Why I Don’t Like “Awareness”

Access, respect, equality. Then we can make people “aware” of what disability (or a specific disability) is.But then, this is not “awareness”,  this is Acceptance.Amy Sequenzia on Ollibean

Almost every week, certainly every month, we are asked to “celebrate” awareness of a disability or of a medical condition. We see ribbons of every color, we see walks and fundraisers, we hear the numbers about the worldwide prevalence of the monthly cause.

Although I am sure most people and advocacy organizations are well intentioned, I am getting a little tired of awareness campaigns.

First, when talking about disabilities, we should promote acceptance.

Acceptance, because we all have rights that must be respected. “Awareness” often brings an undesired side effect of pity, and depending on what organization is promoting it, a lot of misinformation and pain to the disabled people supposedly benefiting from the campaign (Autism Speaks being the perfect example of this abusive practice).

Second, “Awareness” campaigns are usually planned by non-disabled people, with a non-disabled perspective. The intentions are generally good but the unintended consequences are sometimes silencing and damaging.

When non-disabled people, or advocacy organizations, make the decisions about how the awareness campaigns (or their advocacy efforts) are going to be run, and they don’t listen to what disabled people have to say, the message can be a mistaken one.

Instead of awareness of what access needs, accommodations and means to utilize our strengths, the focus becomes our perceived deficits, how “hard being disabled is”. In some cases, the focus shifts to our families, usually with a damaging rhetoric (if the organization is – again – Autism Speaks, the damage and hurt are enormous).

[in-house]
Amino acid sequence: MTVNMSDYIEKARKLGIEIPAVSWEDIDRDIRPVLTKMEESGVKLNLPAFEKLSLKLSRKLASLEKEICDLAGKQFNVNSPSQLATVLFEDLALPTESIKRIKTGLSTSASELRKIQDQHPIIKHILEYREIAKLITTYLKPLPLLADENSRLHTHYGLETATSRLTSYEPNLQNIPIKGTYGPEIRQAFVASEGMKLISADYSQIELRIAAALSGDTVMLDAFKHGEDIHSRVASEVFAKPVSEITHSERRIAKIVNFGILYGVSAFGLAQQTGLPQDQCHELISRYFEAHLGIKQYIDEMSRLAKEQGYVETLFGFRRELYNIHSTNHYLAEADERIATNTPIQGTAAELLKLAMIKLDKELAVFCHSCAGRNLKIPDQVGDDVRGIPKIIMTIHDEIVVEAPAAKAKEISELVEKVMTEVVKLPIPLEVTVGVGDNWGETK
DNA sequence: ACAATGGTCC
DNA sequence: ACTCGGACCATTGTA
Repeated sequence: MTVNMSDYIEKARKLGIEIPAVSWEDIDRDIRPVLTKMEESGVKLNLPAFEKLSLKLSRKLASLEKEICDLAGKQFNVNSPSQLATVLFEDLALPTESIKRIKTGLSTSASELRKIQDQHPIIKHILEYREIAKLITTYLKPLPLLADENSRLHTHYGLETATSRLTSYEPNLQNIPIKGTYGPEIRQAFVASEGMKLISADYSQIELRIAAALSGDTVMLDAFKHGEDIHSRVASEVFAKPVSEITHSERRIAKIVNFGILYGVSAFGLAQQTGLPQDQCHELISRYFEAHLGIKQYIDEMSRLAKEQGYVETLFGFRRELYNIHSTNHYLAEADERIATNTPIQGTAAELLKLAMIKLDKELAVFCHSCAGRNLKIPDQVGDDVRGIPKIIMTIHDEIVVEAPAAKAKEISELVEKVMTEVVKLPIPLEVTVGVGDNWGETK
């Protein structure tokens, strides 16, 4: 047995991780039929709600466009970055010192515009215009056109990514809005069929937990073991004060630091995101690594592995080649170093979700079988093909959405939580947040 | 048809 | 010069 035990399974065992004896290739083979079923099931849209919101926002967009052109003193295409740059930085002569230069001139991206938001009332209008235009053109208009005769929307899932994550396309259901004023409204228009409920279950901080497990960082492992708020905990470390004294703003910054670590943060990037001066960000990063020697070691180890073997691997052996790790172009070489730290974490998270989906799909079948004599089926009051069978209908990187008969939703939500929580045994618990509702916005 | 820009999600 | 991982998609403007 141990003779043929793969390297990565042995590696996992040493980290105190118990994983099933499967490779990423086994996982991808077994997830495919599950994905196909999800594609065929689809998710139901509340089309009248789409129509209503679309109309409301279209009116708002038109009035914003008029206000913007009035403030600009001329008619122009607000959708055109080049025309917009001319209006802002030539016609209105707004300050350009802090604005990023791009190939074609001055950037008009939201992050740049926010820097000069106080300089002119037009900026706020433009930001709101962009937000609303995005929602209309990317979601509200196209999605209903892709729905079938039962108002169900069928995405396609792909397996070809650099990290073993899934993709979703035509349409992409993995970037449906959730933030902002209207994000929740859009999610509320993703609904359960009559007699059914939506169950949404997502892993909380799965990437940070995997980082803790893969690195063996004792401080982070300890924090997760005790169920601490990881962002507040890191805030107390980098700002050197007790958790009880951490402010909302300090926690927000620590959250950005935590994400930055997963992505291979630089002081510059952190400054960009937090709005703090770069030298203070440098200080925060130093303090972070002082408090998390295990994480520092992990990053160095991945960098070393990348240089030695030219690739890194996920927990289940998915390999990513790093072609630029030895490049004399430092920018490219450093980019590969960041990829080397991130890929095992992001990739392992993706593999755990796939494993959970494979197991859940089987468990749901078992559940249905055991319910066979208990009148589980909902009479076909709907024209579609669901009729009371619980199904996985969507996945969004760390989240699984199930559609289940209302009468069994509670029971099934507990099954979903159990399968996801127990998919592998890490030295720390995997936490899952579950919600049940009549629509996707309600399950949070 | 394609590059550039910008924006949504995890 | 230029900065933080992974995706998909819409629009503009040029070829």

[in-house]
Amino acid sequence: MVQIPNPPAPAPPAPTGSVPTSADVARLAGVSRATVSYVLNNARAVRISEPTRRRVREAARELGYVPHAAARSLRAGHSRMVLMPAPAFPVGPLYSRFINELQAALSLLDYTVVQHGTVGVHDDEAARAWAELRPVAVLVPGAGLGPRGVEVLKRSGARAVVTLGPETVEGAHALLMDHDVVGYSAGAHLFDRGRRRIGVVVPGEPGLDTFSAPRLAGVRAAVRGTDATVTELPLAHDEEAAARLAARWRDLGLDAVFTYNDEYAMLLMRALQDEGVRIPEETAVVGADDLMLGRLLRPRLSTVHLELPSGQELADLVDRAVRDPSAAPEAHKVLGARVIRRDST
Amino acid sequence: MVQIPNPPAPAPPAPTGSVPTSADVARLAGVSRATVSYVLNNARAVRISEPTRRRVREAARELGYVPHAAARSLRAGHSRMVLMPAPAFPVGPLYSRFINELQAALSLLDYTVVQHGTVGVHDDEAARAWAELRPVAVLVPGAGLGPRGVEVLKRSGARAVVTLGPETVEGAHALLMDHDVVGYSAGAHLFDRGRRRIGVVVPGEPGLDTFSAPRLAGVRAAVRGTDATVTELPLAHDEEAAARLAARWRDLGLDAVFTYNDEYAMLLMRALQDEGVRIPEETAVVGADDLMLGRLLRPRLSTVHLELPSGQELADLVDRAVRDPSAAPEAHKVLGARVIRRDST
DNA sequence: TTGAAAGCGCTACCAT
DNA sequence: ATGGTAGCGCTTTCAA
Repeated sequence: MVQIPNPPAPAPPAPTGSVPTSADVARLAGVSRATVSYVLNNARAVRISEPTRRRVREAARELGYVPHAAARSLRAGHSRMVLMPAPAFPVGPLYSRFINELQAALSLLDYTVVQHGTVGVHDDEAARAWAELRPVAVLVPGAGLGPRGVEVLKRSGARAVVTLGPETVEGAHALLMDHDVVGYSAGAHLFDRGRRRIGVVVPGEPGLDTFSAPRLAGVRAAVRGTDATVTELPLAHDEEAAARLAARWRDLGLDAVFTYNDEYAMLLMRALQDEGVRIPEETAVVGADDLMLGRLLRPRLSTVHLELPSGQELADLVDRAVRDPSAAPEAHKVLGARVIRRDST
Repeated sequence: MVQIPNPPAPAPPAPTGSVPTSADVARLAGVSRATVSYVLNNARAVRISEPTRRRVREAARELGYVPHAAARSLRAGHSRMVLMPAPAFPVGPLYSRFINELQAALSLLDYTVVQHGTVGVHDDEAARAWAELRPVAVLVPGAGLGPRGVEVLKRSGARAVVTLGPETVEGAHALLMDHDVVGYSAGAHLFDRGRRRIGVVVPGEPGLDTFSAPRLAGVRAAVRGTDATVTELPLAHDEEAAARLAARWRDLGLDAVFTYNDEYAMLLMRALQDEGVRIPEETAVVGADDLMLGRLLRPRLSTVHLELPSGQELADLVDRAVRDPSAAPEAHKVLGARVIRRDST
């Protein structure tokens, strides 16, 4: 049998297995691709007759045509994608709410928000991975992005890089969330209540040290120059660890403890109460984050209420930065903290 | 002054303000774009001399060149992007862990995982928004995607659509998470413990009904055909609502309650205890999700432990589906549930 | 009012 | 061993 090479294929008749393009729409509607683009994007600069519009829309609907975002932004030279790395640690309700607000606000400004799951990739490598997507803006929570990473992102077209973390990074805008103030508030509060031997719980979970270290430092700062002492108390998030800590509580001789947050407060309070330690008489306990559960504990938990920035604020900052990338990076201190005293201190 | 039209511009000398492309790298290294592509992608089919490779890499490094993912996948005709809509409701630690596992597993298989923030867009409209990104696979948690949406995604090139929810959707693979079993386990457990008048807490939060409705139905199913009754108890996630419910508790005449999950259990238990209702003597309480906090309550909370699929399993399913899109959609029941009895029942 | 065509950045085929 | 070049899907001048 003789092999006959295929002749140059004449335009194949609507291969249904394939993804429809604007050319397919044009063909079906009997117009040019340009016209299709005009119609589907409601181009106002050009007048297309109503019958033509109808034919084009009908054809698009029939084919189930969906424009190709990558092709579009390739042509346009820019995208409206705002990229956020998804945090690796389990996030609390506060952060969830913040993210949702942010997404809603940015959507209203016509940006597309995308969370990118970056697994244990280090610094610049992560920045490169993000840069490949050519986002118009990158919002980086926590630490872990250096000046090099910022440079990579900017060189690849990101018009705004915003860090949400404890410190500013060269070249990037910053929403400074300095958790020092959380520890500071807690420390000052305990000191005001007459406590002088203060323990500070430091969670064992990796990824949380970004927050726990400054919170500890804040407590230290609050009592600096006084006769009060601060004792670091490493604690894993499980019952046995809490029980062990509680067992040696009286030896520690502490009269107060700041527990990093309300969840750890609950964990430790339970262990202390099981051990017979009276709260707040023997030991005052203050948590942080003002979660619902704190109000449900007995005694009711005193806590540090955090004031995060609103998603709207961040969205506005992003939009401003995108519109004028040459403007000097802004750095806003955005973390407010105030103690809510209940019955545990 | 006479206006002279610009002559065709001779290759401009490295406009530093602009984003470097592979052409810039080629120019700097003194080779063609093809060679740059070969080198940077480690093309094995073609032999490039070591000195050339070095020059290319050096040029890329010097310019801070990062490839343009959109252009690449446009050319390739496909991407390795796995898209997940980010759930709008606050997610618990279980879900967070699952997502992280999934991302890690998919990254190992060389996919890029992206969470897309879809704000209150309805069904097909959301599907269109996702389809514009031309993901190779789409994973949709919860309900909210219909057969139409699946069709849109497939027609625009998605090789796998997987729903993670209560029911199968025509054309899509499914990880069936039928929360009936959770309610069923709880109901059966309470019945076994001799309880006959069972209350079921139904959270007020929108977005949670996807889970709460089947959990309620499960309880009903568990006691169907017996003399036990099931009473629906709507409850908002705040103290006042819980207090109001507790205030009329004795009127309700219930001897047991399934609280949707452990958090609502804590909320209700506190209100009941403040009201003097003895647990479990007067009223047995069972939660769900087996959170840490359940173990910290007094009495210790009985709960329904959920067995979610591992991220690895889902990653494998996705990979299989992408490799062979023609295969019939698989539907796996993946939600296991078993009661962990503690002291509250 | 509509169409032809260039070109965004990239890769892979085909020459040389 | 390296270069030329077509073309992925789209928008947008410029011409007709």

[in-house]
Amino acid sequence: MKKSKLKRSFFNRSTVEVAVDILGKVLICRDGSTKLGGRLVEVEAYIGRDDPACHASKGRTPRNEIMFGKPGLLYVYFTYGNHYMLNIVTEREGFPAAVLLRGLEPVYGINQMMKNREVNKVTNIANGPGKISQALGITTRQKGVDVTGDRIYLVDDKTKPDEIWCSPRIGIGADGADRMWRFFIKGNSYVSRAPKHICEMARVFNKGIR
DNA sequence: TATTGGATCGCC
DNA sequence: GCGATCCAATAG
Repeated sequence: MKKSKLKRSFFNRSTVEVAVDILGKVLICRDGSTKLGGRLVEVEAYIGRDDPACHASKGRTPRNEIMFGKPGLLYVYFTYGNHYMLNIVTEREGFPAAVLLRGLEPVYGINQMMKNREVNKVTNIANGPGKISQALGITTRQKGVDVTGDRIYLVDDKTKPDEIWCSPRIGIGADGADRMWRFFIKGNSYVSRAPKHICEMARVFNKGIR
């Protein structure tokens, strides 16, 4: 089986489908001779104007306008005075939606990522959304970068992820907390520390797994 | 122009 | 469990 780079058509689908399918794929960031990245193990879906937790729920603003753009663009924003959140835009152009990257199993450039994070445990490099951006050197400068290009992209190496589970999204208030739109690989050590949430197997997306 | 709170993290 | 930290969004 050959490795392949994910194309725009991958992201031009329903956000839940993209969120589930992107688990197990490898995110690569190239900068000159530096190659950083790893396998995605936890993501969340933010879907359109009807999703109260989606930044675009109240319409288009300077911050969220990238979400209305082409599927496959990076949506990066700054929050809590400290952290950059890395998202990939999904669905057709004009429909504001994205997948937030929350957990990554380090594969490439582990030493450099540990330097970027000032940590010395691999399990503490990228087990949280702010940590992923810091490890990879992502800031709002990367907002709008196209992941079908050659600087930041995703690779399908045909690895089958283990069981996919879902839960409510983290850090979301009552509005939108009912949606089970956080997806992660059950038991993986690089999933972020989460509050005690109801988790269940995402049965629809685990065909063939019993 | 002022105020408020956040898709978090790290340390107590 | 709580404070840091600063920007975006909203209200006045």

There are seemingly subtle, but important, differences between “awareness” and “acceptance” campaigns.

To me, acceptance implies ready access.
Acceptance implies: we make the decisions, we lead.

Another seemingly small problem, which is actually an important topic, is what is often claimed to be the goal of some “awareness” campaigns: quality of life.

In itself, quality of life is a perfectly acceptable and desired goal. This changes when non-disabled people try to define disabled people’s quality of life.
It usually includes “fixing” us to be as close to “normal” as possible.
Or it is mistaken by a definition of “independence” that has nothing to do with what we really want or need.

Each one of us has a personal view of what quality of life (1) is, of what independence is.

Recently, I was part of a discussion about what should come first, awareness or access.

I argued that access should come first, so we can then decide how to make people aware of what being disabled means, of what services we need, of how non-disabled people can help us advocate.

I also argued that the goal of “quality of life” should not be highlighted, being so subjective. Even when the idea is full of love and legitimate good intentions, even when the idea comes from people we really trust. It is still a subjective and personal thing and our perspective will be always different from the perspective of non-disabled people.

Highlighting equality and respect is a better approach.

My argument: give us access, we will let people know what we need, how we need it, when we need it, and we will define our own quality of life. Quality of life from our perspective. Our lives, our perspective, our needs, our expectations, our goals, our plans.
Your (non-disabled) support.

Give us access, we will lead.
We know what can be more helpful to us.

Access, respect, equality.
Then we can make people “aware” of what disability (or a specific disability) is.
But then, this is not “awareness”, this is Acceptance.

Image description black and white photograph of woman with short dark brown hair. She is smiling. Dark grey text reads:Amy Sequenzia Passionate Autistic activist, writer, and poet . Read more from Amy on Ollibean and visit nonspeakingautisticspeaking.blogspot.com .

About the Author:

Amy Sequenzia is a non-speaking Autistic, multiply disabled activist and writer. Amy writes about disability rights, civil rights and human rights. She also writes poetry. Amy has presented in several conferences in the US and abroad, and her work is featured in books about being Autistic and Disabled. Amy is deeply involved with the Neurodiversity Movement and has been outspoken about the rights and worthy of disabled people. Amy serves on the Board of Directors of the Autistic Self Advocacy Network (ASAN), and the Florida Alliance for Assistive Services and Technology (FAAST). http://nonspeakingautisticspeaking.blogspot.com and Autism Women’s Network. You can also follow Amy on Twitter at @AmySequenzia.

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